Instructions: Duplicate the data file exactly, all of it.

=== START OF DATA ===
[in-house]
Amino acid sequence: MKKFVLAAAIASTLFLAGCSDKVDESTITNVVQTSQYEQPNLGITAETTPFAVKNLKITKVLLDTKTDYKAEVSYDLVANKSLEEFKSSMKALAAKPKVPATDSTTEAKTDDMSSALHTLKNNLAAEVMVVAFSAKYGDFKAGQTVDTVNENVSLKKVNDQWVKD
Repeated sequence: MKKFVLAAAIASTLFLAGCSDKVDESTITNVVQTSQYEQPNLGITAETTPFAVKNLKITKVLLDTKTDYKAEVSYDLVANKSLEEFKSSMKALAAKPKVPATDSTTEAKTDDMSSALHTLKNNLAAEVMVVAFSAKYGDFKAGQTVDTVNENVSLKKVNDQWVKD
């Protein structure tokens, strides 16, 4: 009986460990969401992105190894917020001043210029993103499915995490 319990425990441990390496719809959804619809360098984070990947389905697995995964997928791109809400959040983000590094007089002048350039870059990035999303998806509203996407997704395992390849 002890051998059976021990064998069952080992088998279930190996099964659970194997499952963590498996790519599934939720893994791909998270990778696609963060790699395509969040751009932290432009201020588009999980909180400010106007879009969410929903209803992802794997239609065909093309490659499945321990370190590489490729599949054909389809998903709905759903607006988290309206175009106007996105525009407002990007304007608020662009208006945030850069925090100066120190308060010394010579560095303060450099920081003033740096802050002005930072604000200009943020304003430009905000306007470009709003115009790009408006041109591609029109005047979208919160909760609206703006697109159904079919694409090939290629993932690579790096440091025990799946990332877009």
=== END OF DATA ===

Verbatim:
[in-house]
Amino acid sequence: MKKFVLAAAIASTLFLAGCSDKVDESTITNVVQTSQYEQPNLGITAETTPFAVKNLKITKVLLDTKTDYKAEVSYDLVANKSLEEFKSSMKALAAKPKVPATDSTTEAKTDDMSSALHTLKNNLAAEVMVVAFSAKYGDFKAGQTVDTVNENVSLKKVNDQWVKD
Repeated sequence: MKKFVLAAAIASTLFLAGCSDKVDESTITNVVQTSQYEQPNLGITAETTPFAVKNLKITKVLLDTKTDYKAEVSYDLVANKSLEEFKSSMKALAAKPKVPATDSTTEAKTDDMSSALHTLKNNLAAEVMVVAFSAKYGDFKAGQTVDTVNENVSLKKVNDQWVKD
């Protein structure tokens, strides 16, 4: 009986460990969401992105190894917020001043210029993103499915995490 319990425990441990390496719809959804619809360098984070990947389905697995995964997928791109809400959040983000590094007089002048350039870059990035999303998806509203996407997704395992390849 002890051998059976021990064998069952080992088998279930190996099964659970194997499952963590498996790519599934939720893994791909998270990778696609963060790699395509969040751009932290432009201020588009999980909180400010106007879009969410929903209803992802794997239609065909093309490659499945321990370190590489490729599949054909389809998903709905759903607006988290309206175009106007996105525009407002990007304007608020662009208006945030850069925090100066120190308060010394010579560095303060450099920081003033740096802050002005930072604000200009943020304003430009905000306007470009709003115009790009408006041109591609029109005047979208919160909760609206703006697109159904079919694409090939290629993932690579790096440091025990799946990332877009």